Yes or No to Pacifier Use?

When it comes to baby care, you might get a lot of conflicting information. For example, you may have heard both sides of the pacifier debate. Keep in mind, like many things in life, there are pros and cons to using a binky.

You probably know babies have a natural need to suck and a pacifier may soothe your little one in-between feedings. If your baby is still fussy after nursing, burping and cuddling, a pacifier may help him settle down.

The same thing does for thumb sucking. Similar to a pacifier, thumb sucking can comfort your baby. Some parents prefer to substitute a pacifier for thumb sucking since it gives them a little more control. For example, with a pacifier, you can take it away when you’re trying to wean your child from using one. If your baby sucks his thumb, it’s always right there, which gives you less control when you are trying to break your little one of the habit.

One benefit of using a pacifier is the possible decreased risk of SIDS. The exact reason pacifier use appears to reduce SIDS is not clear. But since studies do show a link between pacifier use and decreased rates of SIDS, the American Academy of Pediatrics (AAP) recommends babies use a binky through the first year of life when they are sleeping. Keep in mind, if your baby does not want to take a pacifier, don’t force the issue.

Cons of Using a Pacifier

Research is mixed on whether introducing a pacifier too early interferes with breastfeeding. But it makes sense to wait until your baby gets the hang of nursing and you have good milk flow before using a pacifier.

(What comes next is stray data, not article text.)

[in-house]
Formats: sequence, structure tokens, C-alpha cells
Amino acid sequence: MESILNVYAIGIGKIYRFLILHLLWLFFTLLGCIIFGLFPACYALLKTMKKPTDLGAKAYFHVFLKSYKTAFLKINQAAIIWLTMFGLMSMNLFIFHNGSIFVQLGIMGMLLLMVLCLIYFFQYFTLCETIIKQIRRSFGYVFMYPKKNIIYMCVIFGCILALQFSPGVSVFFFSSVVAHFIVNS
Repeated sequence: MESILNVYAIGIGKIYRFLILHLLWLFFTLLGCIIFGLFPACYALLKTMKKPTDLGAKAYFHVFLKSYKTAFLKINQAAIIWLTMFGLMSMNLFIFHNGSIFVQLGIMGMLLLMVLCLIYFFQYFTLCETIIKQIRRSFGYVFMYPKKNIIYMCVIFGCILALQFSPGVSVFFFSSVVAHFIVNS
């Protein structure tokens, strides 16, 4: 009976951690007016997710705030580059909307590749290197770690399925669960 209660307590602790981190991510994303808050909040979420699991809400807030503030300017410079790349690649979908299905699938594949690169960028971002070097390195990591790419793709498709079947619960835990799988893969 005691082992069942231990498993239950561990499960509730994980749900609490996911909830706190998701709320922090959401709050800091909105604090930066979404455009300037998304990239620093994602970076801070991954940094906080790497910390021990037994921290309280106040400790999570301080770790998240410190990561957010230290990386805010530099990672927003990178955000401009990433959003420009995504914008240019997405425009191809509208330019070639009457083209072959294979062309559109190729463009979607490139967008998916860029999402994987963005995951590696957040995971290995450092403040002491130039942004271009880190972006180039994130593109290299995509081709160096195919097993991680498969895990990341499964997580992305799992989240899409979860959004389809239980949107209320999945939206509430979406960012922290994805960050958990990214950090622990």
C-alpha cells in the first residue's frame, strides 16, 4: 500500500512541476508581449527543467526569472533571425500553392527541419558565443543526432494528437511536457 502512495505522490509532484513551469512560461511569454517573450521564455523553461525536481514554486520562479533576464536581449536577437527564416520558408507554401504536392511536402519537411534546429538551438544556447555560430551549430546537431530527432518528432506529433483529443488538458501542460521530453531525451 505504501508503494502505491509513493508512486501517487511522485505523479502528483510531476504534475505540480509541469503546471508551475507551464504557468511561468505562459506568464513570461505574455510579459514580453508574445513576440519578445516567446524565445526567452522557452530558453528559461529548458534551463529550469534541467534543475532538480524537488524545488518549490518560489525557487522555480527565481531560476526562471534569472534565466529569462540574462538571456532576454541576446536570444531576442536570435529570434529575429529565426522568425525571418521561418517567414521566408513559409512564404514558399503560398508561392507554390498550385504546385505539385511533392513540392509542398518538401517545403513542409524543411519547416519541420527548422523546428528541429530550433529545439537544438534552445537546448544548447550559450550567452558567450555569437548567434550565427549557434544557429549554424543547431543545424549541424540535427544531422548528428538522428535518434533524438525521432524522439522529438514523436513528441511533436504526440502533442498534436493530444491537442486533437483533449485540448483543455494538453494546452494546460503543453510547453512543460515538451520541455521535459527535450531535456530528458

Another possible negative to using a pacifier is your baby could become dependent on one. If your baby’s binky falls out at 2 a.m., it may mean you’re running into her room to put it back.

If you are concerned thumb sucking or using a pacifier may damage permanent teeth, talk to your pediatrician to make sure it won’t interfere with dental health. In most cases, if you break your baby of the binky habit by about age two, you probably don’t have anything to worry about.

Some studies also indicate pacifier use may increase the risk of middle ear infections. The risk of infections is lower in young infants. So giving your baby a binky until he is about six months old and then weaning him may be an option.

Pacifier Use Tips

If you do decide to use a binky, moderation is key. It may be best to avoid giving the pacifier after every whimper. Your baby can become overly dependent on it and you may have a battle on your hands when it comes time to give up the binky.

Also, never tie a pacifier around your baby’s neck with a ribbon or string. The string can become wrapped around her neck.

Don’t substitute a pacifier for parent provided comfort. Of course, there will be times when you need a few minutes before you can tend to your baby, such as when you’re driving or need to use the bathroom. Using a binky to buy a few minutes in those instances can be helpful.

Written by MaryAnn DePietro @ writerlady34

This information is not intended to replace the advice of a trained medical doctor. Health & Parenting Ltd disclaims any liability for the decisions you make based on this information, which is provided to you on a general information basis only and not as a substitute for personalized medical advice. All contents copyright © Health & Parenting Ltd 2016. All rights reserved.